Example 8

Differentiation of Pancreatic Islet-Like Insulin-Positive Cells Induced by hBMSCs in the Biodegradable Layer of Scaffold Contained with Fibronectin, Laminin, and Type I Collagen

hBMSCs cells were cultivated in cell layer in scaffold (contained fibronectin, laminin, and type I collagen), and then added with 10 mL of CMRL 1066 (5.6 mmoL/L glucose, Gibco™, USA) media plus 2% Fetal bovine serum (FBS, Biological Industries, Israel), ITSFn medium (composed: 1:1 of DMEM/F12, 0.6% Glucose, 25 μg/mL Insulin, 100 μg/mL Transferrin, 20 nmoL/L Progesterone, 60 μmoL/L Putrescine, 30 mmoL/L Selenium chloride, 2 mmoL/L Glutamine, 3 mmoL/L Sodium bicarbonate, 5 mmoL/L HEPES buffer, 2 μg/mL Heparin, 20 ng/mL human epidermal growth factor (EGF), 20 ng/mL human basic fibroblastic growth factor (b-FGF) and 20 ng/mL human hepatocyte growth factors, all growth factors were purchased from PerproTech, Israel). After 30 days, the ability of secreting insulin and cell proportion made by hBMSCs in scaffold were examined by immunological staining. As depicted in FIG. 10, PCR results of the gene expression indicated the differentiation of pancreatic stem cells in scaffold. The RNA expressions of insulin, glucagon and somatostatin were all detectable in the differentiating hBMSCs, but not observed in undifferentiated hBMSCs (FIG. 10a). Furthermore, the pancreatic islet markers of insulin (FIG. 10c), glucagon and somatostatin were showed the positive immune reactivity in the spheroid body (FIGS. 10b, 10c and 10d) of aggregated differentiated hBMSCs by using immunofluorescent staining.

Example 9

Induction of Placenta-Derived Multipotent Stem Cells (PDMSCs) Differentiated into Insulin-Positive Cells

This example followed the tenets of the Declaration of Helsinki and informed consent was obtained from the donor subjects. The tissues of human term placenta were dissected and digested by collagenase P (Roche) with HEPES-buffered saline for 7 h at 37° C. The dissociated cells obtained from human placenta were negative for CD45 and glycophorin-A after depletion of CD45+ and glycophorin-A+ cells by micromagnetic beads (MACS). These cells were then plated in human fibronectin (FN)-coated (5 ng/ml, Sigma) 96-well plates. Expansion medium consisted of Dulbecco's modified Eagle's medium with 1 g/l of glucose (DMEM-LG, Gibco) and 10% fetal bovine serum (FBS; Gibco) supplemented with 10 ng/ml bFGF, 10 ng/ml EGF, 10 ng/ml PDGF-BB (R&D), 100 units/ml penicillin, and 1,000 μg/ml streptomycin, and 2 mM L-glutamine (Gibco). In the example, placenta-derived multipotent stem cells (PDMSCs) were isolated as a follow-up to our previous protocol of negative immunoselection (CD45 and glycophorin-A). PDMSCs usually appeared as spindle-shaped cells with scant cytoplasm and granules around the nuclei (FIG. 11A). Within 7 days, PDMSC cultures were nearly confluent and were passaged 1:3. By using RT-PCR, the result showed that PDMSCs positively expressed the mRNA of Nestin, Oct.-4, and Nanog (FIG. 11B). Flow cytometry analysis revealed that PDMSCs were strongly positive (signal; the red line shift right of the control; the solid curve) for CD13, CD29, CD49b, CD51, CD105, and CD166, but were negative for CD45, CD34, MHC I, MHC II, and cKit (FIG. 11C).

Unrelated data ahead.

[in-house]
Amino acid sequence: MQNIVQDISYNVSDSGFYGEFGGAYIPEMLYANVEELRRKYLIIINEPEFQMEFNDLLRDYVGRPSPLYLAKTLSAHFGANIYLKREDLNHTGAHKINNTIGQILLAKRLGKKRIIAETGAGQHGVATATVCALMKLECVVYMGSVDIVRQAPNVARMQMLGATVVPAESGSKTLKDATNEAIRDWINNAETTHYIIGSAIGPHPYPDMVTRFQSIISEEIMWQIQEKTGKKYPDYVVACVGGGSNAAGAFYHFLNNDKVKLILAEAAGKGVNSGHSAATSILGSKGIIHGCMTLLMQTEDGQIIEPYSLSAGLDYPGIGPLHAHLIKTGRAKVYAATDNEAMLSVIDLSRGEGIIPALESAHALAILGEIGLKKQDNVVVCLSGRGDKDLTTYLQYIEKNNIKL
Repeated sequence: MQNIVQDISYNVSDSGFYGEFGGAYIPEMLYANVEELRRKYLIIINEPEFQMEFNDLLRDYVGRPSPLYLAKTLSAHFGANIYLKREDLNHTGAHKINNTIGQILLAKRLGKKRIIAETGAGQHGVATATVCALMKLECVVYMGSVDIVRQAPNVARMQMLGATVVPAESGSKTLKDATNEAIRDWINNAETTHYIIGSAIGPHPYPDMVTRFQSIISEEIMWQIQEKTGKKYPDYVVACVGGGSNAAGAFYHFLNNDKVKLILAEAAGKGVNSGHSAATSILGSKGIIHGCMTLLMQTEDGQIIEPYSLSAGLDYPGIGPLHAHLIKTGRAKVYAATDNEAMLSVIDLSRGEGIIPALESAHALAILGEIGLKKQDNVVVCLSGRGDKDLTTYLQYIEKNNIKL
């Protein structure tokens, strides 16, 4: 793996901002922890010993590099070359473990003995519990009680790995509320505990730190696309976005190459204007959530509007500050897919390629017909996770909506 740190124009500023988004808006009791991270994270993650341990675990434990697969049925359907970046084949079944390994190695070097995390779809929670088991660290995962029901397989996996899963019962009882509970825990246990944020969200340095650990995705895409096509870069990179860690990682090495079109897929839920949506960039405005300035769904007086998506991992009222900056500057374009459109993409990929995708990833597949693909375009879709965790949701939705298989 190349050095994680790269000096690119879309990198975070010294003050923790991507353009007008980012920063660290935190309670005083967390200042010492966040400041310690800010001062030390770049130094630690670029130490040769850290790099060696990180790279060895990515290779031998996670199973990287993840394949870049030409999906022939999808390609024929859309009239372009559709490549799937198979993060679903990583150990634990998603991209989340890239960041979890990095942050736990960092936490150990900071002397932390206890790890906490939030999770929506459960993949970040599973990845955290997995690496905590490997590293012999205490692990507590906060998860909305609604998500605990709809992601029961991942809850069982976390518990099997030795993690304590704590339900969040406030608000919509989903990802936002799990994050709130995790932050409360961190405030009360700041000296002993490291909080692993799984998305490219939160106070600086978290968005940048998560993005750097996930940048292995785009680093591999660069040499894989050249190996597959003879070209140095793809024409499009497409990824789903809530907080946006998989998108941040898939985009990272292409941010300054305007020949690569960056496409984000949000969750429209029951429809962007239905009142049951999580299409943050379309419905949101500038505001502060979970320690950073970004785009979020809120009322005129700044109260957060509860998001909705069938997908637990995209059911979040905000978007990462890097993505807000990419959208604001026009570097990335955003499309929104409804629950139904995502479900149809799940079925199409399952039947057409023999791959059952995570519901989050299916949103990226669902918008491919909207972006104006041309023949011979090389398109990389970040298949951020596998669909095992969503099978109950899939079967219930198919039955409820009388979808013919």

By using serum-free pancreatic selection medium (DMEM+EGF+bFGF+HGF+ITS) for 4 weeks of culture, a monolayer appeared, and spindle-like PDMSCs gradually formed 3D spheroid-bodies (SB-PDMSCs; FIG. 12A). To further evaluate the protein expression of insulin in these spheroid bodies derived from PDMSCs (SB-PDMSCs; FIG. 12A), immunofluorescent assay was used. The results showed that the numbers of the insulin-positive cells were gradually increased in SB-PDMSCs for 4 weeks in pancreatic selection medium culture (FIGS. 12B and 12D). The pancreatic islet markers of insulin exhibited a high positive rate and percentage of immune reactivity in the spheroid body of aggregated SB-PDMSCs by immunofluorescent staining (FIGS. 12B and 12D). Moreover, both of signals of insulin (red fluorescence) and glucagon (green fluorescence) co-expressed in SB-PDMSCs (FIG. 12C). In contrast, the percentages of insulin-positive cells in PDMSCs (undifferentiated type) were lower and stably expressed in 4-week culture (FIG. 12D).